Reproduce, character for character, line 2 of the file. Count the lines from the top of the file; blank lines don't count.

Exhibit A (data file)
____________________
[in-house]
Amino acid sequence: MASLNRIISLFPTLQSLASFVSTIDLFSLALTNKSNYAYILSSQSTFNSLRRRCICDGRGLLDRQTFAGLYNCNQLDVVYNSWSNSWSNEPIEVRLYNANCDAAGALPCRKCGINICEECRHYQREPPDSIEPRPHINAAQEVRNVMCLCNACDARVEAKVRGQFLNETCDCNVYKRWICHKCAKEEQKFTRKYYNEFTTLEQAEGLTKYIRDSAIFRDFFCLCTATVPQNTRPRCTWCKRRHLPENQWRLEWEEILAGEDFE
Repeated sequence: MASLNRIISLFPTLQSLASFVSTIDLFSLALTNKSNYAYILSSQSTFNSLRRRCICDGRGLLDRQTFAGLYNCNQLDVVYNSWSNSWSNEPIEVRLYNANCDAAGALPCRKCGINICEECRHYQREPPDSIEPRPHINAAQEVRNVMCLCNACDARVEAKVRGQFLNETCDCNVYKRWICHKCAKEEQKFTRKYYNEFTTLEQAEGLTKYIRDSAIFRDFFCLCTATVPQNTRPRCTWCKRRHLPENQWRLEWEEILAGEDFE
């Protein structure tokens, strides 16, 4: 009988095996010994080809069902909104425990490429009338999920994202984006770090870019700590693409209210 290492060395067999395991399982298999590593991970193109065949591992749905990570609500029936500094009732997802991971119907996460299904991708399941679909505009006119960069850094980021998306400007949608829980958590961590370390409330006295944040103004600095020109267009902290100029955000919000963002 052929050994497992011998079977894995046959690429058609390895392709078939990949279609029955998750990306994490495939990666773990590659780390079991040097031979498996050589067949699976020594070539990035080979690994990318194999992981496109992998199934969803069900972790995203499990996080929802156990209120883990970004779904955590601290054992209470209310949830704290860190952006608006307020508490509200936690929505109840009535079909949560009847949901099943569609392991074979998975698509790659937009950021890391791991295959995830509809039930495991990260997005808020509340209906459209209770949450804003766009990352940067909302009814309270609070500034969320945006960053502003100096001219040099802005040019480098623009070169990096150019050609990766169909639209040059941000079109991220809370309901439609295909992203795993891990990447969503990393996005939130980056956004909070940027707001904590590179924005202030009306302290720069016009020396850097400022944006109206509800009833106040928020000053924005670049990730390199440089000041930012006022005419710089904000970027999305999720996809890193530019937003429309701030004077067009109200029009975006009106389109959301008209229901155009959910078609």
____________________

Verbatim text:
Amino acid sequence: MASLNRIISLFPTLQSLASFVSTIDLFSLALTNKSNYAYILSSQSTFNSLRRRCICDGRGLLDRQTFAGLYNCNQLDVVYNSWSNSWSNEPIEVRLYNANCDAAGALPCRKCGINICEECRHYQREPPDSIEPRPHINAAQEVRNVMCLCNACDARVEAKVRGQFLNETCDCNVYKRWICHKCAKEEQKFTRKYYNEFTTLEQAEGLTKYIRDSAIFRDFFCLCTATVPQNTRPRCTWCKRRHLPENQWRLEWEEILAGEDFE